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Aggressive Programs Push Durham Dropout Numbers Down

Posted February 2, 2007

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— While the number of high school dropouts increased statewide and in some area school districts last year, the number of Durham Public Schools students dropping out dropped by 6 percent.

The district has aggressively addressed truancy problems, which administrators said can ultimately help cut down on dropouts. It also has developed high school programs to provide more support for students.

"We have the social workers. We have an attendance officer. We have truancy officers. We have a lot of people looking at kids, saying, 'You need to be in school,'" Jordan High School Principal Richard Webber said.

Last year, 65 Jordan High students dropped out, down from 88 the previous year and 92 the year before that.

In recent years, the school launched a Freshman Academy, which divides the freshman class into teams to create a small learning environment. Each team's core teachers send home progress reports every two weeks.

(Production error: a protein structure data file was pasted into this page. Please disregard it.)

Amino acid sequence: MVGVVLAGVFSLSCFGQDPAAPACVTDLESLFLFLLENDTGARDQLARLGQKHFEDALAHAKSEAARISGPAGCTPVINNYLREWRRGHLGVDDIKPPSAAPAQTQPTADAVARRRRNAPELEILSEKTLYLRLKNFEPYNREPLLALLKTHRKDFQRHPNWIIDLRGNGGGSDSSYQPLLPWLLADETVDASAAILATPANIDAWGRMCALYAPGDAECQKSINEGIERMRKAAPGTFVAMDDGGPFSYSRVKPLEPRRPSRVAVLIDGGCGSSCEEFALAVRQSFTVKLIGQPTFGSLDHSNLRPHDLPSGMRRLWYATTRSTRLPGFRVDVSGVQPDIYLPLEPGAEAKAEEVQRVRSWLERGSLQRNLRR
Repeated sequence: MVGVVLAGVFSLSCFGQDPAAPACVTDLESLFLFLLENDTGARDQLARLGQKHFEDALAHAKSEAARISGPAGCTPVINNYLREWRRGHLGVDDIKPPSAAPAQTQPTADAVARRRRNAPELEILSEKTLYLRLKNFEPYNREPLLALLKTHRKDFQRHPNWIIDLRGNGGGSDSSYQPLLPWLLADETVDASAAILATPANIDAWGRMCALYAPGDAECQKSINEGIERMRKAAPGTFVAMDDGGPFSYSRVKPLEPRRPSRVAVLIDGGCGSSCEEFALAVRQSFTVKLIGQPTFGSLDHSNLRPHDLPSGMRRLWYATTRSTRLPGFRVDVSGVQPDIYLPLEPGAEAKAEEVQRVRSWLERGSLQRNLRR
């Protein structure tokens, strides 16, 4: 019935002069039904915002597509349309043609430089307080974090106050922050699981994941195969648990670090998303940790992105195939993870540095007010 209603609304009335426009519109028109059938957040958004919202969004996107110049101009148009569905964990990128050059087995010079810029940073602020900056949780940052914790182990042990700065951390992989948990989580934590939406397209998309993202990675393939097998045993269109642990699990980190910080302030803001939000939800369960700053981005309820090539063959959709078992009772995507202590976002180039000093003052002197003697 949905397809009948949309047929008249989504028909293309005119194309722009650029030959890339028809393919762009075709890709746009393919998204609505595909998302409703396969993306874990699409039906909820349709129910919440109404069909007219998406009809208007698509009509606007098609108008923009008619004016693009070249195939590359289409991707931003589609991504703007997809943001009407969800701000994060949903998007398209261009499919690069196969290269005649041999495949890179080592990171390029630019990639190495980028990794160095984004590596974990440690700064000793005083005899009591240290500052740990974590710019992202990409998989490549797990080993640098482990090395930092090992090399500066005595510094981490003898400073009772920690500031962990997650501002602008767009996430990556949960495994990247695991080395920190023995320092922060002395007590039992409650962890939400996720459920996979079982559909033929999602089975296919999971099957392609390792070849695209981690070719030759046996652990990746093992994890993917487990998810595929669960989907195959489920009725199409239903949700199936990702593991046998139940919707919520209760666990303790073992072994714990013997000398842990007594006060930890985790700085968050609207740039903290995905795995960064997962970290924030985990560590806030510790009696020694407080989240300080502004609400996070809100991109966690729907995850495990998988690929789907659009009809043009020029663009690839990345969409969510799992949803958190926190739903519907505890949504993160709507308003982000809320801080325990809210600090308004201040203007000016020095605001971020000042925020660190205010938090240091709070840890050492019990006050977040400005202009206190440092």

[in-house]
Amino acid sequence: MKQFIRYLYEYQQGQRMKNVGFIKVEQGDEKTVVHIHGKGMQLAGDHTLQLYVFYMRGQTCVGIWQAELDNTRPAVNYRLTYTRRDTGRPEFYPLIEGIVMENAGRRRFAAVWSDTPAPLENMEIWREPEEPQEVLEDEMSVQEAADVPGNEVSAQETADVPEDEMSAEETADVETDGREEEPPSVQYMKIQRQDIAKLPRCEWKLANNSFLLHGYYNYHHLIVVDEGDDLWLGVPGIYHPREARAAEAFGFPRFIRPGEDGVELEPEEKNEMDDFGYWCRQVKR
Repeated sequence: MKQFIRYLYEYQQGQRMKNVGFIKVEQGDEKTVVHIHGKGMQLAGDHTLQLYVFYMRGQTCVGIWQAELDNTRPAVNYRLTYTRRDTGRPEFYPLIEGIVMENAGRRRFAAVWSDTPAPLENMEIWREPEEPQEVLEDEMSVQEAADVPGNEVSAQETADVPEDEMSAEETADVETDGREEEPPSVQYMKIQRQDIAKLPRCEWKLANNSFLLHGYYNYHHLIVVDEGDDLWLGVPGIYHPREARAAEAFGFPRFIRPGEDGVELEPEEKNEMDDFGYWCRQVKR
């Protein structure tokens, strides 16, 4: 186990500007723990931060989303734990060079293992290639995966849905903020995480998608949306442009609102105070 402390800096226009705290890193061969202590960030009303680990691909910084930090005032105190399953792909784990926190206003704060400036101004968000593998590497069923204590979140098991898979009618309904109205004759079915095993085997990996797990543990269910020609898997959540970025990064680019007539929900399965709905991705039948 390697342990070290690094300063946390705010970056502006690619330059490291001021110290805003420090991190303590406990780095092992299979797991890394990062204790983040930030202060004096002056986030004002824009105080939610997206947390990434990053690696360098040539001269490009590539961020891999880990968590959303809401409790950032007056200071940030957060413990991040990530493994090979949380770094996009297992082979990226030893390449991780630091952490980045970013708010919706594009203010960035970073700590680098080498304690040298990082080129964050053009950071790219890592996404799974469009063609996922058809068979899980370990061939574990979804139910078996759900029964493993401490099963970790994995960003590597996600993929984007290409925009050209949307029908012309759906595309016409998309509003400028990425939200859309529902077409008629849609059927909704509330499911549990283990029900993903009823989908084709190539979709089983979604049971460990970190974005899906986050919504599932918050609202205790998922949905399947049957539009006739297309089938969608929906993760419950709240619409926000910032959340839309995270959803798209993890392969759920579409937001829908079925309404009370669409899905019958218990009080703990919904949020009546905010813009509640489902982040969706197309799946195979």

"It definitely helps the student struggling with high school," guidance counselor Elizabeth Gordon said. "They come from middle school, where expectations are different from high school, and most students come from smaller to larger schools."

Jordon High also has an Adopt-a-Student program in which staff members mentor students who need extra support.

Debbi Huntoon, the school's social worker, has moved from part-time to full-time status to address truancy and the dropout problem. She acts as a liaison between the school and troubled students' families.

"Hopefully, we develop a relationship with them and their families. We try to emphasize how important it is to stay in school so that, when they reach 16, they will want to stay in school," Huntoon said.
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